Id. at 54. He also testified that he contacted Dr. Blaha before the trial started but he felt that "Dr. Blaha was really reluctant to-in my opinion, I think was reluctant to offer any assistance along those lines.I think Dr. Blaha was concerned. He learned of the nature of the allegations, and I think he was very uncomfortable talking.with me at all, just because he felt he would be helping an alleged child molester. I would characterize the conversation with Dr. Blaha as hostile." Id. at 58-9. He further testified that he recalled that Dr. Blaha told him that "Parkinson's by itself does not mean that a man can't have an erection and have intercourse, and pretty much that is where [Dr. Blaha] left it." Id. at 60.
The Superior Court rejected Petitioner's claim that his trial counsel provided deficient counsel. The court focused on how reliable it found the victim's testimony at trial: "I have been a judge over twenty years. She was not only the most persuasive victim of sexual assault in her testimony, it was probably the most persuasive testimony I ever heard. She did not in any way attempt to exaggerate or to minimize. She told exactly what she thought had happened." Id. at 151. In addition, the court determined that the victim's description of the timing and frequency of the sexual activity was consistent with Petitioner's medical conditions. Id. at 152. The court also pointed out that trial counsel's decision not to call Dr. Blaha as a witness was a tactical decision based on counsel's perception that the doctor was biased against his client and would be unlikely to provide useful testimony. Id. The court did not address the prejudice prong of Strickland, presumably because the court did not find deficient representation.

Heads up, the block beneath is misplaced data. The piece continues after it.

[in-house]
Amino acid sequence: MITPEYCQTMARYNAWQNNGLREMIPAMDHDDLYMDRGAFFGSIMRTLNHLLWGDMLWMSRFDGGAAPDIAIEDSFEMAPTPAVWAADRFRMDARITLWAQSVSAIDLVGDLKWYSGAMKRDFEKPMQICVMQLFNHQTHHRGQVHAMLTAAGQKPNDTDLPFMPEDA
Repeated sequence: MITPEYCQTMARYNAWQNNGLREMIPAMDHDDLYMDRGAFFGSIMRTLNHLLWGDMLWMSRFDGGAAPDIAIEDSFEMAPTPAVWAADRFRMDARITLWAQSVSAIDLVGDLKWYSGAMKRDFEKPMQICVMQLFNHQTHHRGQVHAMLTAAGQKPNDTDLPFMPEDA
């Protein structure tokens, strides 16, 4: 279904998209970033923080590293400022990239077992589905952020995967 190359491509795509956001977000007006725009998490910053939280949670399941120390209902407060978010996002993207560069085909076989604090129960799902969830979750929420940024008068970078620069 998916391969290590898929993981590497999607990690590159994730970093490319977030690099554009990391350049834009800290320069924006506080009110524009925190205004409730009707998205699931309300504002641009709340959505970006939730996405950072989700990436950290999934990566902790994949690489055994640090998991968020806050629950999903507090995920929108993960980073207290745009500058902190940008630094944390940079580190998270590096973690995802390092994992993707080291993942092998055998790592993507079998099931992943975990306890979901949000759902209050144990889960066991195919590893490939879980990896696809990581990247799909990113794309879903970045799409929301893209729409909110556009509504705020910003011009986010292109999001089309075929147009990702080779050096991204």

This court agrees that trial counsel's representation of Petitioner was not deficient. It is clear from trial counsel's testimony at the evidentiary hearing that he was exercising his judgment when he decided not to subpoena Petitioner's treating physicians. Not only is such a decision "within the range of competence demanded of attorneys in criminal cases," it is exactly the type of tactical decision that this court must accord a "strong presumption of reasonableness." See Strickland, 466 U.S. at 688-689 (judicial scrutiny of counsel's performance must be highly deferential); Hill, 474 U.S. at 57.
In addition, Petitioner failed to affirmatively establish that if his treating physicians had testified at his trial, it would have resulted in a more favorable outcome-in other words, that counsel's deficient performance prejudiced his defense. Strickland v. Washington, 466 U.S. at 687. The victim's testimony was remarkably consistent with the proposed medical testimony. The victim alleged that Petitioner had intercourse with her three to four times a week in 1996 and 1997. (Dkt. No. 51, Trial Trans. at 77, 109.) Then she alleged that the sexual activity stopped in 1998 Id. at 77-78. Petitioner complained of impotence to Dr. Wadatz during an appointment on December 16, 1997 (Dkt. No. 51, Evid. Hearing at 13), which would explain why the sexual activity stopped in 1998. In addition, Petitioner's stomach surgery was in March, 1998 (id. at 8), which again, coincides with the victim's testimony. On February 19, 1999, Petitioner saw Dr. Blaha and disavowed having any sexual dysfunction. Id. at 103. This too coincides with the victim's testimony that the sexual activity resumed in 1999.*fn11 (Dkt. No. 51, Trial Trans. at 78, 90, and 125.) The February 18, 2002 appointment with Dr. Blaha during which Petitioner complained of having pain during sexual intercourse is of little relevance because the appointment occurred after Petitioner was charged with the crime.